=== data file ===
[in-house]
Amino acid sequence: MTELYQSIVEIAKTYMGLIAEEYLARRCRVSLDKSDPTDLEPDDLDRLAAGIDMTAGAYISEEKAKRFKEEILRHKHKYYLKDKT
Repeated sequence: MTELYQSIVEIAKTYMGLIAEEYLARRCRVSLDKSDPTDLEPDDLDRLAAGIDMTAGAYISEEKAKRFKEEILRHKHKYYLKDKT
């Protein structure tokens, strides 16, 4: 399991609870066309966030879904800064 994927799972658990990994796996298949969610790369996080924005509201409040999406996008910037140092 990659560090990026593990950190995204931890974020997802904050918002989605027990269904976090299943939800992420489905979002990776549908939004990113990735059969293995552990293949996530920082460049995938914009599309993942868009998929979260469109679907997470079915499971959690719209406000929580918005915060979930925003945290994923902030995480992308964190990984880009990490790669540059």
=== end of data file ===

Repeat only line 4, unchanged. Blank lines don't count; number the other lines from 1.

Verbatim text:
């Protein structure tokens, strides 16, 4: 399991609870066309966030879904800064 994927799972658990990994796996298949969610790369996080924005509201409040999406996008910037140092 990659560090990026593990950190995204931890974020997802904050918002989605027990269904976090299943939800992420489905979002990776549908939004990113990735059969293995552990293949996530920082460049995938914009599309993942868009998929979260469109679907997470079915499971959690719209406000929580918005915060979930925003945290994923902030995480992308964190990984880009990490790669540059």